To learn more about new treatments which are being studied, visit ClinicalTrials.gov, a service of the U.S. National Institutes of Health and the National Library of Medicine. ClinicalTrials.gov provides patients, family members, and members of the public with current information on clinical research studies.
 

Last updated: 11/21/2008

What is the prognosis for patients with cyclic vomiting syndrome?

Important advances are being made in the clinical understanding of cyclic vomiting syndrome which may open the way for new treatments.  Long-term outcomes and the natural history of cyclic vomiting syndrome in adults, however, will require more studies.[1]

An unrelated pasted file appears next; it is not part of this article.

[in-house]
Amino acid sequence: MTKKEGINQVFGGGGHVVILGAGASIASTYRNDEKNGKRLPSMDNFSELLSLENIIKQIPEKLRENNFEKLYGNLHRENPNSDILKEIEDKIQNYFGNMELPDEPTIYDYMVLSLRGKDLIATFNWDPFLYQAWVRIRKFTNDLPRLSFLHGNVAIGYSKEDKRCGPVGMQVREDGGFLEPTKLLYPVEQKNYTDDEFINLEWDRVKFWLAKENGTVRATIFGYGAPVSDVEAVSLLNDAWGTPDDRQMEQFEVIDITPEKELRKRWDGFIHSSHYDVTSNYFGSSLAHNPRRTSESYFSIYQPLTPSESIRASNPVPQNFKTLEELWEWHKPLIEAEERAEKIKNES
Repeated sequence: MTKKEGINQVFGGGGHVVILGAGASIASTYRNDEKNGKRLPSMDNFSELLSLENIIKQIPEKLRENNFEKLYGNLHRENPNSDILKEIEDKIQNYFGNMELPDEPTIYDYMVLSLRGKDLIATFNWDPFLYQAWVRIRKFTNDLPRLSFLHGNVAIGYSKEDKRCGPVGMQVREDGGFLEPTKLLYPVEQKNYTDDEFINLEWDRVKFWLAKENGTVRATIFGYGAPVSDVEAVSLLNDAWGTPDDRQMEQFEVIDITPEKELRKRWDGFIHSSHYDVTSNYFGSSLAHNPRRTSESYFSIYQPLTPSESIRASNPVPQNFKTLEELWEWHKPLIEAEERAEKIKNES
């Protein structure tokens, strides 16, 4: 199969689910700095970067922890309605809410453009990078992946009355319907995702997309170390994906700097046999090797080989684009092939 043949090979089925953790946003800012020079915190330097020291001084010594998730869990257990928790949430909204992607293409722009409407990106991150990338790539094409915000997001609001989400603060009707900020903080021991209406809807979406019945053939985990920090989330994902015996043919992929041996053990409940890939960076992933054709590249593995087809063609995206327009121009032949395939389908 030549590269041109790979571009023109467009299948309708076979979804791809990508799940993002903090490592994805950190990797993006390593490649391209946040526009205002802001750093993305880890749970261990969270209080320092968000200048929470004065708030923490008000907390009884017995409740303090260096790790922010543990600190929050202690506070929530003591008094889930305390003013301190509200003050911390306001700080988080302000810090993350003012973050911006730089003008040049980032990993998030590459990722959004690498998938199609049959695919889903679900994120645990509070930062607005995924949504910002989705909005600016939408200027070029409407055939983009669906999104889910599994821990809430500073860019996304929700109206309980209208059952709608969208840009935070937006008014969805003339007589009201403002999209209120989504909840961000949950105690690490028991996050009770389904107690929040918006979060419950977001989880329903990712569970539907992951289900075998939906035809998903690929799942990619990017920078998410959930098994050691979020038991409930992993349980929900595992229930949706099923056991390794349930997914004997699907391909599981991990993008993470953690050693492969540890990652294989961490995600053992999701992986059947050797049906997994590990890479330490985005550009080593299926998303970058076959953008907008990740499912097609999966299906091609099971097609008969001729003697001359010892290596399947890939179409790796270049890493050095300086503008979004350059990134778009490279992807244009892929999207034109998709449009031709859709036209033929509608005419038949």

Last updated: 11/21/2008

Where can we connect with other adult patients with cyclic vomiting syndrome and others who have had difficulty managing their symptoms?

You can connect with other patients with cyclic vomiting syndrome by contacting the Cyclic Vomiting Syndrome Association.

Cyclic Vomiting Syndrome Association
3585 Cedar Hill Road, NW.
Canal Winchester, OH 43110
Phone: 614–837–2586
Fax: 614–837–2586
Email: waitesd@cvsaonline.org
Web: www.cvsaonline.org
Web page for adult patients: http://www.cvsaonline.org/CVSAAdults.htm
Last updated: 11/21/2008

References
Other Names for this Disease
  • CVS
  • Familial cyclic vomiting syndrome (subtype)
See Disclaimer regarding information on this site. Some links on this page may take you to organizations outside of the National Institutes of Health.